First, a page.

Climate control at your feet The evolution of underfloor heating systems

Israel is considered a hot country; it is generally very warm most of the year.

 (photo credit: SHUTTERSTOCK)
(photo credit: SHUTTERSTOCK)
Israel is considered a hot country; it is generally very warm most of the year. But practically all parts of the country are cold during the winter months. The cold effects of the winter months are further augmented by the building methods. Because of the massive use of concrete these spaces are not insulated.  It therefore  stands to reason that people seek the most efficient and economical way to heat their home and/or place of business during the winter months. This is especially true for the Tel Aviv metropolitan with its high humidity levels which intensify the “feel” of cold.


In that regard, there are multiple options available. For example, underfloor heating. This system constitutes a form of central heating that renders comfortable indoor climate control using conduction, radiation and convection. Underfloor heating is considered economical and healthy. It is economical because it makes efficient use of energy; and it is healthy because the air quality in the enclosed space is not polluted. Overall, it creates a very pleasant heated environment, more pleasant than heating by air-conditioning which dries the weather and thereby creates a less pleasant environment.


Historical footprints

Underfloor heating has a long history. Archeological digs in Asia and the Aleutian Islands reveal that thousands of years ago, the inhabitants drafted smoke from fires through stone-covered trenches which were excavated in the floors of their subterranean dwellings. In the ancient world model, hot smoke heated the floor stones, radiating the heat into the living space. Later, the Romans used hot water instead of hot smoke. They pumped heated water through a system of ceramic pipes under the floor.

These early forms of heating have evolved into modern systems using fluid-filled pipes or electrical cables and mats. Today, with the aid of modern technology, underfloor heating is much  more economical and practical than the earlier versions.



Two major heating systems


There are two main systems of underfloor heating: hydronic and electric.

The hydronic underfloor heating system uses heated water or a mixture of water and anti-freeze (such as propylene glycol) as the heat transfer fluid in a closed loop that is recirculated between the floor and the boiler used for heating the water. Various types of pipes are available for hydronic underfloor heating. They are generally made from polyethylene, such as PEX, PEX-Al-PEX and PERT. Older materials such as polybutylene (PB) and copper or steel pipes are used in some locales or for specialized applications. The hydronic system can use a single source or a combination of energy sources to help manage energy costs. The energy used to heat the fluid in the boiler can vary, such as natural gas, electricity or solar energy.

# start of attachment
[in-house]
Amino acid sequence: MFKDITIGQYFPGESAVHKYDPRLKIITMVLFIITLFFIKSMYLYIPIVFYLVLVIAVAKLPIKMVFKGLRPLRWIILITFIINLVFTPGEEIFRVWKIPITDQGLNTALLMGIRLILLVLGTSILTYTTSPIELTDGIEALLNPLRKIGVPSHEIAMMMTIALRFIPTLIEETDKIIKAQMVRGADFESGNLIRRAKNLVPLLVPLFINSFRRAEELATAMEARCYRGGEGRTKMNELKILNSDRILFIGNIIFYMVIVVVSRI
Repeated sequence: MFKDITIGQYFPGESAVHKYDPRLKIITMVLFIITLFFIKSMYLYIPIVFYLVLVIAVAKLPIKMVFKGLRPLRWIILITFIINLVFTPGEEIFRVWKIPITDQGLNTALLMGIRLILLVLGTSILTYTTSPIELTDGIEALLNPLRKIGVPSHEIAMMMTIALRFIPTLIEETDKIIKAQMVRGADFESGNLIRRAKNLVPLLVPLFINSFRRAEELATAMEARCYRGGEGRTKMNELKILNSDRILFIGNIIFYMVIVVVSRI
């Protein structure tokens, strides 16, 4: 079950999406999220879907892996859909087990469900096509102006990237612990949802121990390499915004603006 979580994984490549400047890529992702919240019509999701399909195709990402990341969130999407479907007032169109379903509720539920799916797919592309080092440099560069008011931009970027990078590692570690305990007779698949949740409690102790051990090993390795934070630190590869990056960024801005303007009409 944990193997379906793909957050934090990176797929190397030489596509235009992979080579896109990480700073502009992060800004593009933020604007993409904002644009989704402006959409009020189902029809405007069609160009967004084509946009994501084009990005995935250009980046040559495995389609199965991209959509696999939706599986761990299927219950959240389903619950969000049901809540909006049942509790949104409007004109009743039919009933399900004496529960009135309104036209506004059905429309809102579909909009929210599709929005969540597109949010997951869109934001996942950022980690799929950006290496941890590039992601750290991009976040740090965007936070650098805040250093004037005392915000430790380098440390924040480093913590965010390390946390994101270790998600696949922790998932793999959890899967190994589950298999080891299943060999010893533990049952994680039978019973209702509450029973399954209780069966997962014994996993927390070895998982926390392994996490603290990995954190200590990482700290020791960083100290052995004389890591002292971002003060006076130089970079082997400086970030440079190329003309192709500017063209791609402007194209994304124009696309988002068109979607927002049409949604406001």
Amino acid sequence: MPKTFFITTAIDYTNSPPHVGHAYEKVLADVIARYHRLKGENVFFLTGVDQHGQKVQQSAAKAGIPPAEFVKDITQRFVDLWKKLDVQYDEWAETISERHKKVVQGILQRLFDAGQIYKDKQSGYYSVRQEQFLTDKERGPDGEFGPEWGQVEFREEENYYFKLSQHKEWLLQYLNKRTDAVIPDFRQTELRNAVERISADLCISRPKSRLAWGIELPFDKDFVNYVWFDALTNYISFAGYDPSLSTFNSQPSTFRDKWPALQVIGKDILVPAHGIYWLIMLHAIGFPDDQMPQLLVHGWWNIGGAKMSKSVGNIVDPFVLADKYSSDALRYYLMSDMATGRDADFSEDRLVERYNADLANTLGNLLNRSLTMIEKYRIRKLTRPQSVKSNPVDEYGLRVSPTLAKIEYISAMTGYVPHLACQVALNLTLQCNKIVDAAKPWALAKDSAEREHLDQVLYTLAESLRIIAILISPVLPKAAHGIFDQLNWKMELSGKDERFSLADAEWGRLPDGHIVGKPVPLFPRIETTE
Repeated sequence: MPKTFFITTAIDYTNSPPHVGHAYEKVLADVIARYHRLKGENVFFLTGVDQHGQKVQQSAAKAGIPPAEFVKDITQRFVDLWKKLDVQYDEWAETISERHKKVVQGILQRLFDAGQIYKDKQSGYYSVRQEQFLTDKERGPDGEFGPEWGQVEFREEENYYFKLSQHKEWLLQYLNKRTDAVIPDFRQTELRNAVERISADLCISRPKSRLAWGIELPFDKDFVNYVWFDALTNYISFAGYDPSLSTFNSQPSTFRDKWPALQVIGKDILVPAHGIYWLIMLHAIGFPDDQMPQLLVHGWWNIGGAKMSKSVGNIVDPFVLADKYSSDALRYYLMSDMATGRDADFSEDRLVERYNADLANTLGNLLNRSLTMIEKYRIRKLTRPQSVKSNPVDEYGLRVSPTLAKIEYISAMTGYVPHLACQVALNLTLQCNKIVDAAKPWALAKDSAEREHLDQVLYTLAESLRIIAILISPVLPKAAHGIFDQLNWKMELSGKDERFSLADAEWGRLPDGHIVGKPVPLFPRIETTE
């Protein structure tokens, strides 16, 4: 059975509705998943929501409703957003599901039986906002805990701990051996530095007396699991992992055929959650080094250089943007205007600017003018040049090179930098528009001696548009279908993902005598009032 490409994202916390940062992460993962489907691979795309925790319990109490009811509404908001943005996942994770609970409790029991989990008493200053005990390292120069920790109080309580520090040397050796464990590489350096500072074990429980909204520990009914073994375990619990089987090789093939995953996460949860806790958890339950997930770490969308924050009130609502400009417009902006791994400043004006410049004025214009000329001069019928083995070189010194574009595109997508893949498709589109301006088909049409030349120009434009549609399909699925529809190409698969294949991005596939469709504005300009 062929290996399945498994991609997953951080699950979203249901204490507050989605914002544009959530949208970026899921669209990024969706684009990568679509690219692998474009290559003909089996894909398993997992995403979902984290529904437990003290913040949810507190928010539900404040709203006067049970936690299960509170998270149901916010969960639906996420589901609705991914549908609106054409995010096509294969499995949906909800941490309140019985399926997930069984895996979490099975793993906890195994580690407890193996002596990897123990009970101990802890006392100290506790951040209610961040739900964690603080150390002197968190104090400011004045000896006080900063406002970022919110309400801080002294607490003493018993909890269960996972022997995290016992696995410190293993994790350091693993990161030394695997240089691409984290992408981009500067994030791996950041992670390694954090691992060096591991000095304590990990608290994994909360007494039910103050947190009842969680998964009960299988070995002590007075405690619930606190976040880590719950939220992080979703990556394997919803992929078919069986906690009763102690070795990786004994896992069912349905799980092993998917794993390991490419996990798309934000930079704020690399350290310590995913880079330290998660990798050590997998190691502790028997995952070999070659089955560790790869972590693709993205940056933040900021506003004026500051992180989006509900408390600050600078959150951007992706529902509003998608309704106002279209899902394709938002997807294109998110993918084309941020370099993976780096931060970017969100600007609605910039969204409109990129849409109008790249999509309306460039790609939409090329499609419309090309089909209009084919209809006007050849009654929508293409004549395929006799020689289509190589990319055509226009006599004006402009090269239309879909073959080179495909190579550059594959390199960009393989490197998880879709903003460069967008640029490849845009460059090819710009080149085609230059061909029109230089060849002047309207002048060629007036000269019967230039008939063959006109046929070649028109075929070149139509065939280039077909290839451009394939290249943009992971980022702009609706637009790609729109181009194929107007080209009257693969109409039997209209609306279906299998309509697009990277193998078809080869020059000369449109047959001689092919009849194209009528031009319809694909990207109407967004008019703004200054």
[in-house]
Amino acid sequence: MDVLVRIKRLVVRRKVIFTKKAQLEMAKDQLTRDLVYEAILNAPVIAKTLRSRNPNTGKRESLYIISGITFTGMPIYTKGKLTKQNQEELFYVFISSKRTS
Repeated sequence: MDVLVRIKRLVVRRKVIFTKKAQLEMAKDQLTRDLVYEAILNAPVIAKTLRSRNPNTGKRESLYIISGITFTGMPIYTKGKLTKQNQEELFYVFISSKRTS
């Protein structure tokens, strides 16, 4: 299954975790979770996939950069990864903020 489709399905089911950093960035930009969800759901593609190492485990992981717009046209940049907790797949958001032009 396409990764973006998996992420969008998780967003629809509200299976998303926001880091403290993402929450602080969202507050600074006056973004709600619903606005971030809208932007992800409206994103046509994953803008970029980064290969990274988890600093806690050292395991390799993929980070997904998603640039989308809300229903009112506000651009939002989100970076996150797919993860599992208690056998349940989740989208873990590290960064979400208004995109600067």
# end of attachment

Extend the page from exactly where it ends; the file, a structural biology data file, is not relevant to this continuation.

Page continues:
In the electric system, “power lines” are used instead of pipes. They employ non-corrosive, flexible heating elements including cables, pre-formed cable mats, bronze mesh and carbon films. Due to their low profile, they can be installed in a thermal mass or directly under floor finishes. The electric system uses fewer components and is easier to install and commission than the hydronic system.

But it is more expensive


Pros and cons

According to Oren Caspi, owner of CASPI Underfloor Heating, each system has its advantages and disadvantages, but both are economical and technologically advanced.

The hydronic system is more complicated; consequently, it is more expensive to install than an electric system. However, it is more economical to operate. Installing pipes under the flooring is more difficult and more expensive than laying out electric cables. But the hydronic system is less expensive to operate, as the operational costs of the electric system can amount to more than four times the operational costs of the hydronic system. In addition, the hydronic system is more flexible and adaptable because one can easily change the energy source.


There is also the issue of levels of radiation. Electric cables or lines emit radiation. But today’s underfloor electric heating systems emit much lower levels of radiation than in the recent past and do not constitute a health hazard. These low levels of radiation are important because people should strive to reduce radiation emissions as much as possible.

The levels of radiation in modern underfloor electrical heating systems are not harmful to health and they fall within what is considered save by international standards. Nevertheless one should endeavor to reduce radiation emissions as much as possible and one should always take into account that most if not all electrical appliances emit radiation and these emissions combine.  

 Consequently, the hydronic system can be considered more ecological and healthier, especially if clean energy is used to heat the fluid, such as solar energy or natural gas.

Underfloor heating is an efficient, cost-effective means to keep the home or place of business nice and warm during the cold winter months. And it is healthy for the body, so it is one of the best ways to keep one’s environment snug and cozy.


The set-up

The easiest way to install an underfloor heating system is to set it up during the building process. The best next thing is to install it when undertaking a renovation project that involves tearing up the floor.